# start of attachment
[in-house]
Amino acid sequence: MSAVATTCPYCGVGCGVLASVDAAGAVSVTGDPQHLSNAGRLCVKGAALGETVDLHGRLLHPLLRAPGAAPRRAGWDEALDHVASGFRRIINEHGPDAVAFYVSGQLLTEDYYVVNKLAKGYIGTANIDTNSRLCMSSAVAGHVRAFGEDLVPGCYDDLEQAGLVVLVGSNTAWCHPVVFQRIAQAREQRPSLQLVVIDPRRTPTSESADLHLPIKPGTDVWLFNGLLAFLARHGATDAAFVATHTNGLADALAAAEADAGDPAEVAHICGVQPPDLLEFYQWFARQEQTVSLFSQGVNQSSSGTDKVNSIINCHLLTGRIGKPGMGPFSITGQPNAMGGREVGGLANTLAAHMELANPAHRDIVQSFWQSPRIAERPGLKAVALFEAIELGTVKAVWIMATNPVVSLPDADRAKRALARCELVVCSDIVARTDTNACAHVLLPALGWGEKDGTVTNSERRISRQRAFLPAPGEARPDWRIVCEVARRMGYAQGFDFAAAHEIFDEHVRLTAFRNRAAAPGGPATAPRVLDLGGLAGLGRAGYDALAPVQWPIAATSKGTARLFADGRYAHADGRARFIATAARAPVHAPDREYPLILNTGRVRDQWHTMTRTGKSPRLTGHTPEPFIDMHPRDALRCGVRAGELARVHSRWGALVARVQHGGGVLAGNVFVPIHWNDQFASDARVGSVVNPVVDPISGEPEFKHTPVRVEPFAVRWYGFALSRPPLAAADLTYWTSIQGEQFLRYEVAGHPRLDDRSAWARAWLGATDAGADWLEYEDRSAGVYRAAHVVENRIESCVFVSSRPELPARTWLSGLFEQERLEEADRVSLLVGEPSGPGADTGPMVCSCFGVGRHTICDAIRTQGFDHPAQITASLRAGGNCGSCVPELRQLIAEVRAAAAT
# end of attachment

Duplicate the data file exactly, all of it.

[in-house]
Amino acid sequence: MSAVATTCPYCGVGCGVLASVDAAGAVSVTGDPQHLSNAGRLCVKGAALGETVDLHGRLLHPLLRAPGAAPRRAGWDEALDHVASGFRRIINEHGPDAVAFYVSGQLLTEDYYVVNKLAKGYIGTANIDTNSRLCMSSAVAGHVRAFGEDLVPGCYDDLEQAGLVVLVGSNTAWCHPVVFQRIAQAREQRPSLQLVVIDPRRTPTSESADLHLPIKPGTDVWLFNGLLAFLARHGATDAAFVATHTNGLADALAAAEADAGDPAEVAHICGVQPPDLLEFYQWFARQEQTVSLFSQGVNQSSSGTDKVNSIINCHLLTGRIGKPGMGPFSITGQPNAMGGREVGGLANTLAAHMELANPAHRDIVQSFWQSPRIAERPGLKAVALFEAIELGTVKAVWIMATNPVVSLPDADRAKRALARCELVVCSDIVARTDTNACAHVLLPALGWGEKDGTVTNSERRISRQRAFLPAPGEARPDWRIVCEVARRMGYAQGFDFAAAHEIFDEHVRLTAFRNRAAAPGGPATAPRVLDLGGLAGLGRAGYDALAPVQWPIAATSKGTARLFADGRYAHADGRARFIATAARAPVHAPDREYPLILNTGRVRDQWHTMTRTGKSPRLTGHTPEPFIDMHPRDALRCGVRAGELARVHSRWGALVARVQHGGGVLAGNVFVPIHWNDQFASDARVGSVVNPVVDPISGEPEFKHTPVRVEPFAVRWYGFALSRPPLAAADLTYWTSIQGEQFLRYEVAGHPRLDDRSAWARAWLGATDAGADWLEYEDRSAGVYRAAHVVENRIESCVFVSSRPELPARTWLSGLFEQERLEEADRVSLLVGEPSGPGADTGPMVCSCFGVGRHTICDAIRTQGFDHPAQITASLRAGGNCGSCVPELRQLIAEVRAAAAT